Echinococcosis is a disease caused by larvae of the tapeworm genus Echinococcus. In Europe, the fox tapeworm, Echinococcus (E.) multilocularis, the causative agent of alveolar echinococcosis, and the dog tapeworm, E. granulosus, the causative agent of cystic echinococcosis, are found.
The fox tapeworm is mainly found in Austria, Germany, Switzerland, France and northern Italy. In Bavaria and North Tyrol it is found in every third to fourth fox on average, in Vorarlberg in almost every second fox. The United Kingdom, Norway, Finland, Malta and Ireland are officially free of the fox tapeworm. The dog tapeworm is found all over the world, with an increase in Eastern Europe, the Mediterranean area and the Balkan states. In Austria the dog tapeworm is considered to be extinct.
E. multilocularis: Intermediate host: small rodents; final host: fox
E. granulosus: Intermediate host: sheep, pig, cattle; final host: dog
Mode of transmission
Fox tapeworm: The 2-3 mm small segmented worms live in the small intestine of foxes, rarely of cats and dogs. Every one to two weeks they cut off the last tapeworm segment, which contains about 500 eggs, and release it into the environment with the faeces. If these tapeworm segments are taken up by suitable intermediate hosts (e.g. small rodents) during feeding, larvae develop from the eggs. Larvae reach the bloodstream via the intestinal mucosa and get into the organs, in particular the liver, where infectious tapeworm heads, so-called scolices, develop. Humans are an accidental host for these parasites. If a person ingests eggs, the larvae can develop and infiltrate the liver tissue like a malignant tumour, known as alveolar cysts. The clinical picture is known as alveolar echinococcosis.
Dog tapeworm: The 3-6 mm large adult worms live in the small intestine of dogs. Every one to two weeks they cut off the last tapeworm segment containing up to 1,500 eggs, which is released into the environment with the faeces. These tapeworm segments are taken up by intermediate hosts (sheep, goats, cattle, pigs) when grazing. Larvae develop from the eggs, which enter the bloodstream via the intestinal mucosa and continue on to the liver and other organs (e.g. lungs, heart, spleen), where they grow into vesicles, so-called fins, or cysts. Within these cysts, thousands of "heads" are formed from which new tapeworms can develop as soon as cyst-containing tissue is eaten by a dog. In humans, as in the intermediate hosts, the clinical picture is called cystic echinococcosis. Humans become infected via dirt and smear infection by ingesting Echinococcus eggs from fox or dog excrement.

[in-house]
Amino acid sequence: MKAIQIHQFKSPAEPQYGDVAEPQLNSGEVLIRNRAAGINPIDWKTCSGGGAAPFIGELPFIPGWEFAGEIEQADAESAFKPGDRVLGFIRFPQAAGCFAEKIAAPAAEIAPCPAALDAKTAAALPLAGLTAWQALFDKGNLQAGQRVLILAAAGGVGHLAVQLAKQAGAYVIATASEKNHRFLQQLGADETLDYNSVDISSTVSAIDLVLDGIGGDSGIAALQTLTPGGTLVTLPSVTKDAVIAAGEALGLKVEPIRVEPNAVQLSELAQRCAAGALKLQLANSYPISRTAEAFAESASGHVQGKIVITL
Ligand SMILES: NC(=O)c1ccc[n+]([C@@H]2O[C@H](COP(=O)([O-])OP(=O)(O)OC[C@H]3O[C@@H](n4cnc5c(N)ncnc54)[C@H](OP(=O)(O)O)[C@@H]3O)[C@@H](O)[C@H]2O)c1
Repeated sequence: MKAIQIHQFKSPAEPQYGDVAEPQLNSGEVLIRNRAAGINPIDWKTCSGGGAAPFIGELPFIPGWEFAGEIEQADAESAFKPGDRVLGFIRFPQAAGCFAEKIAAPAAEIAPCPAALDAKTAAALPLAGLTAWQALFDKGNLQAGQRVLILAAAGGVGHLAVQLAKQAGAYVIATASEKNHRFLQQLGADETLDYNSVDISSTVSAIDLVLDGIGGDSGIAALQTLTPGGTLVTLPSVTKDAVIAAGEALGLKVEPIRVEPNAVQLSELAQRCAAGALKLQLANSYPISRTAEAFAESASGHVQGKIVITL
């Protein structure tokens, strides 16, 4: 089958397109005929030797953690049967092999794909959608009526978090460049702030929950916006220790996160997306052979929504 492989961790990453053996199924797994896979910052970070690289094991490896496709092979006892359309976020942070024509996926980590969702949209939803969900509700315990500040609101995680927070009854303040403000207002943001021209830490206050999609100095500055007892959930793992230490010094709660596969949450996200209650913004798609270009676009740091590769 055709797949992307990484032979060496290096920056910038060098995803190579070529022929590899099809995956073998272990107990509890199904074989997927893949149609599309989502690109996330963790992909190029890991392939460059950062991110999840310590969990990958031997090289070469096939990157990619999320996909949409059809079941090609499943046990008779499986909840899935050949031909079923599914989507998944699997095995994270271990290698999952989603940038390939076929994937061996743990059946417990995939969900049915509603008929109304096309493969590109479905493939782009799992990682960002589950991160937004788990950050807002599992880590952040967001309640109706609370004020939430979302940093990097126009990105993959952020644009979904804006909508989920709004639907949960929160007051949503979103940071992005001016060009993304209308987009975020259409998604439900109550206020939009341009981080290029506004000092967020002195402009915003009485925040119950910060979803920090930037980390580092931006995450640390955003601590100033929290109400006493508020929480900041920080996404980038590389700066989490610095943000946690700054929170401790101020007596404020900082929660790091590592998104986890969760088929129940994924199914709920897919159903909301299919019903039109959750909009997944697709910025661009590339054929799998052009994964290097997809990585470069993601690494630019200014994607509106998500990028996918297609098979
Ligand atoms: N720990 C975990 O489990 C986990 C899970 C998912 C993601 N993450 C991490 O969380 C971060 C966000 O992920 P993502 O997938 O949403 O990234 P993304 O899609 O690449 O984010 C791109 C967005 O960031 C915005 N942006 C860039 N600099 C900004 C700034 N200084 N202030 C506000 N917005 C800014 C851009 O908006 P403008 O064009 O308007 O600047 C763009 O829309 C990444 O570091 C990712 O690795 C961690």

Alveolar Echinococcosis: 5-15 years
Cystic Echinococcosis: months to years
Alveolar Echinococcosis: The most common symptoms are pain in the upper abdomen and jaundice, occasionally fatigue, weight loss or an enlarged liver caused by cancerous growth of the parasitic tissue.
Cystic echinococcosis: Frequent pain in the right upper abdomen due to encapsulated cysts in the liver up to 30 cm in size. The rarer infestation of the lungs is characterized by breathing difficulties and coughing.
Imaging procedures such as ultrasound, lung X-ray or computer tomography can show the differently structured, often calcified tissue changes. The suspected diagnosis is confirmed by specific antibody detection in the patient's blood, which also enables the differenciation between the species of E. granulosus and E. multilocularis. A negative serological result does not rule out the presence of a disease. The diagnosis can be made histologically from surgical material.
The aim of the treatment is the complete surgical removal of the Echinococcus cysts, which, however, is usually not or hardly possible at an advanced stage. Therefore, the treatment includes a combination of surgical intervention and administration of an antihelminthic chemotherapy.
Cystic echinococcosis: For therapy, the PAIR technique is also available: ultrasound-guided puncture (P), aspiration (A), instillation (I) of wormhead killing substances and reaspiration (R) of the cyst contents, together with antihelminthic therapy.
Echinococcus eggs have a relatively high resistance to cold and can therefore remain infectious for many months. However, dryness and high temperatures kill them within a short time. To avoid infection with E. multilocularis, hands should be washed thoroughly after contact with foxes or fox fur. To avoid infection with E. granulosus, dogs should be dewormed regularly and not fed with slaughterhouse waste from infected sheep.